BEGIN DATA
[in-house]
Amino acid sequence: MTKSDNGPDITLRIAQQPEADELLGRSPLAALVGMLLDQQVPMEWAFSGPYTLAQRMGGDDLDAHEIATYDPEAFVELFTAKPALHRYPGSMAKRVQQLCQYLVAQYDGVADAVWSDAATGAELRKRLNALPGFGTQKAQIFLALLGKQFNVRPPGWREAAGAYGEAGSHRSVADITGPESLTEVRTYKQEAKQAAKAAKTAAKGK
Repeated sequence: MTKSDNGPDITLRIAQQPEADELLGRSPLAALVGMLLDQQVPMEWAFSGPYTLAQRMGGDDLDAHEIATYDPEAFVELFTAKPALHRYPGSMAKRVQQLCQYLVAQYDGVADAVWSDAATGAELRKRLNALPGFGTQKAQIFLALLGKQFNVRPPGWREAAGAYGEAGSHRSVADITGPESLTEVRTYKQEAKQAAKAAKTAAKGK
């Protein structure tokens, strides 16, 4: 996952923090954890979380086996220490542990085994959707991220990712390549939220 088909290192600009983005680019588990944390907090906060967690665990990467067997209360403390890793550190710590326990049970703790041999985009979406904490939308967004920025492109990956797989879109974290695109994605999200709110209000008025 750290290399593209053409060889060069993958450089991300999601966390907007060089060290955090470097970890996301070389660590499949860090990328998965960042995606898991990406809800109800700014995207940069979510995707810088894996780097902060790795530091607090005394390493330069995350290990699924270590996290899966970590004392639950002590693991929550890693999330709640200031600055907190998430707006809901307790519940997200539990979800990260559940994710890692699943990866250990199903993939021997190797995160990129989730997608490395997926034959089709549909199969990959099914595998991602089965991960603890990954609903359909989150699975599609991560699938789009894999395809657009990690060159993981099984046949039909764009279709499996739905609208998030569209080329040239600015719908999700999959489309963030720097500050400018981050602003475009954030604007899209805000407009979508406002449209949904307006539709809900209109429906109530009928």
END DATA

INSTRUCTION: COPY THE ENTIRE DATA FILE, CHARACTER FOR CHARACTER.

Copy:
[in-house]
Amino acid sequence: MTKSDNGPDITLRIAQQPEADELLGRSPLAALVGMLLDQQVPMEWAFSGPYTLAQRMGGDDLDAHEIATYDPEAFVELFTAKPALHRYPGSMAKRVQQLCQYLVAQYDGVADAVWSDAATGAELRKRLNALPGFGTQKAQIFLALLGKQFNVRPPGWREAAGAYGEAGSHRSVADITGPESLTEVRTYKQEAKQAAKAAKTAAKGK
Repeated sequence: MTKSDNGPDITLRIAQQPEADELLGRSPLAALVGMLLDQQVPMEWAFSGPYTLAQRMGGDDLDAHEIATYDPEAFVELFTAKPALHRYPGSMAKRVQQLCQYLVAQYDGVADAVWSDAATGAELRKRLNALPGFGTQKAQIFLALLGKQFNVRPPGWREAAGAYGEAGSHRSVADITGPESLTEVRTYKQEAKQAAKAAKTAAKGK
């Protein structure tokens, strides 16, 4: 996952923090954890979380086996220490542990085994959707991220990712390549939220 088909290192600009983005680019588990944390907090906060967690665990990467067997209360403390890793550190710590326990049970703790041999985009979406904490939308967004920025492109990956797989879109974290695109994605999200709110209000008025 750290290399593209053409060889060069993958450089991300999601966390907007060089060290955090470097970890996301070389660590499949860090990328998965960042995606898991990406809800109800700014995207940069979510995707810088894996780097902060790795530091607090005394390493330069995350290990699924270590996290899966970590004392639950002590693991929550890693999330709640200031600055907190998430707006809901307790519940997200539990979800990260559940994710890692699943990866250990199903993939021997190797995160990129989730997608490395997926034959089709549909199969990959099914595998991602089965991960603890990954609903359909989150699975599609991560699938789009894999395809657009990690060159993981099984046949039909764009279709499996739905609208998030569209080329040239600015719908999700999959489309963030720097500050400018981050602003475009954030604007899209805000407009979508406002449209949904307006539709809900209109429906109530009928």